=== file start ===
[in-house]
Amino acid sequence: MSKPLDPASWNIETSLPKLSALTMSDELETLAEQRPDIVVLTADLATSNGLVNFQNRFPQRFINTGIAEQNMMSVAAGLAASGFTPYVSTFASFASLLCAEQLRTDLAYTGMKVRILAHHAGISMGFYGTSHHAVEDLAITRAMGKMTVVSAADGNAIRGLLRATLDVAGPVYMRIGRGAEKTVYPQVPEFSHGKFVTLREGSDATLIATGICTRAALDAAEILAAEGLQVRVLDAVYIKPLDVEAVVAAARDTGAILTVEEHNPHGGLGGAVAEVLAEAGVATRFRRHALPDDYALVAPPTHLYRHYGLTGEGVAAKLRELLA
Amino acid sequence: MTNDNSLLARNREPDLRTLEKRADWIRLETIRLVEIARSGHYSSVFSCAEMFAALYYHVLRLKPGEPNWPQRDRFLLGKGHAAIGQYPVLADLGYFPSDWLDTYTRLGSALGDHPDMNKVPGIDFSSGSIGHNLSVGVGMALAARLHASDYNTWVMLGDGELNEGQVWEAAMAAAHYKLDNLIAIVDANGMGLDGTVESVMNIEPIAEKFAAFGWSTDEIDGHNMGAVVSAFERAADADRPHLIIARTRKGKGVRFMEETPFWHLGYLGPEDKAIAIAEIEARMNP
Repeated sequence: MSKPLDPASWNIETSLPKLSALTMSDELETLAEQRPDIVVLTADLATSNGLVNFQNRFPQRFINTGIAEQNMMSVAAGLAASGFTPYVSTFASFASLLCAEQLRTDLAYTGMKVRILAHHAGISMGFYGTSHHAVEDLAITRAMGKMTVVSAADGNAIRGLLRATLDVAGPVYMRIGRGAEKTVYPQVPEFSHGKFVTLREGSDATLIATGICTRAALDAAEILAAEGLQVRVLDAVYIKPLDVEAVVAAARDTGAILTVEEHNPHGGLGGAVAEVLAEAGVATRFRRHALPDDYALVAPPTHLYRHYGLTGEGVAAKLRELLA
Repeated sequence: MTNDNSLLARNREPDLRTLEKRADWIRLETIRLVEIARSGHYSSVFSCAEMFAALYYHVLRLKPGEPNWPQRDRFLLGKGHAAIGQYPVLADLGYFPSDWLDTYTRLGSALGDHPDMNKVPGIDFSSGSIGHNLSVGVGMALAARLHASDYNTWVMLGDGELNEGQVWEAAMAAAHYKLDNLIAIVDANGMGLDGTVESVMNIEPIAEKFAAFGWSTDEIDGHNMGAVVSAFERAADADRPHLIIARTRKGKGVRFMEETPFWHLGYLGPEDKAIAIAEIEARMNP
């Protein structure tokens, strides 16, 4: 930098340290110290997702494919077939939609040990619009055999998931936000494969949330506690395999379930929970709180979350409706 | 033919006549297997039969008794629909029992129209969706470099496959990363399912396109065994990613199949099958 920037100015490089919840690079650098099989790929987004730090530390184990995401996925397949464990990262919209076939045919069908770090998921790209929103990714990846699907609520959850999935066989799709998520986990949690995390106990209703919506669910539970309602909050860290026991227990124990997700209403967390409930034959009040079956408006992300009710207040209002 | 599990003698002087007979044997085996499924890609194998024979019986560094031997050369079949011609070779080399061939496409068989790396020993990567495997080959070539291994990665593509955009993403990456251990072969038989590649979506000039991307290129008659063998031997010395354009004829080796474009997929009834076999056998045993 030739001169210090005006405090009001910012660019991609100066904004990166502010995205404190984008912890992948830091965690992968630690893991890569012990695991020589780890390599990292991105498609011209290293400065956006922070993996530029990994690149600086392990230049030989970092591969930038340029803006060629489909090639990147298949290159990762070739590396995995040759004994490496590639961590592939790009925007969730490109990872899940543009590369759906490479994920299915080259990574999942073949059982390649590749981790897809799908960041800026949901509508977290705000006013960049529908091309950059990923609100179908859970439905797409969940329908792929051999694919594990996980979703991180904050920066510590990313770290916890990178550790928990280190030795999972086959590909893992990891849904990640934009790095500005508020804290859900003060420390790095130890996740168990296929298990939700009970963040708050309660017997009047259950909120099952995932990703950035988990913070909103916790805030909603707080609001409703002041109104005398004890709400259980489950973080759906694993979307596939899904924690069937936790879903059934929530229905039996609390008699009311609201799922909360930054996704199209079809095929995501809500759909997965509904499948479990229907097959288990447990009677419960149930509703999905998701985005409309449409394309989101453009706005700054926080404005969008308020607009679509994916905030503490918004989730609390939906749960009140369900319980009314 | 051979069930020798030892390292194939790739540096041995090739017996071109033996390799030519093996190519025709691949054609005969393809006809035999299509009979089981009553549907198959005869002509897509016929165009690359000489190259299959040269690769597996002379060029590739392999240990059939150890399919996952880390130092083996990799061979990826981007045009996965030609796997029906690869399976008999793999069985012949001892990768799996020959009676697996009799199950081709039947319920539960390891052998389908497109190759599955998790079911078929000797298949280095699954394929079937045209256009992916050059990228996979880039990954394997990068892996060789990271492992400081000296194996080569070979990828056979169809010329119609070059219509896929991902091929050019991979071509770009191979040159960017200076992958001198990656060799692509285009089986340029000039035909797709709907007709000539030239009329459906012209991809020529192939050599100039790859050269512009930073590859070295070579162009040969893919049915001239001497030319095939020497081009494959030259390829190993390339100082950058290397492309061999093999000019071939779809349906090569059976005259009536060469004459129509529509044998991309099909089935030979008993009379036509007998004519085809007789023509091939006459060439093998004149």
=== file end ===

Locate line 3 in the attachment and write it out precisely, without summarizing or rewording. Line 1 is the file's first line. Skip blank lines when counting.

Amino acid sequence: MTNDNSLLARNREPDLRTLEKRADWIRLETIRLVEIARSGHYSSVFSCAEMFAALYYHVLRLKPGEPNWPQRDRFLLGKGHAAIGQYPVLADLGYFPSDWLDTYTRLGSALGDHPDMNKVPGIDFSSGSIGHNLSVGVGMALAARLHASDYNTWVMLGDGELNEGQVWEAAMAAAHYKLDNLIAIVDANGMGLDGTVESVMNIEPIAEKFAAFGWSTDEIDGHNMGAVVSAFERAADADRPHLIIARTRKGKGVRFMEETPFWHLGYLGPEDKAIAIAEIEARMNP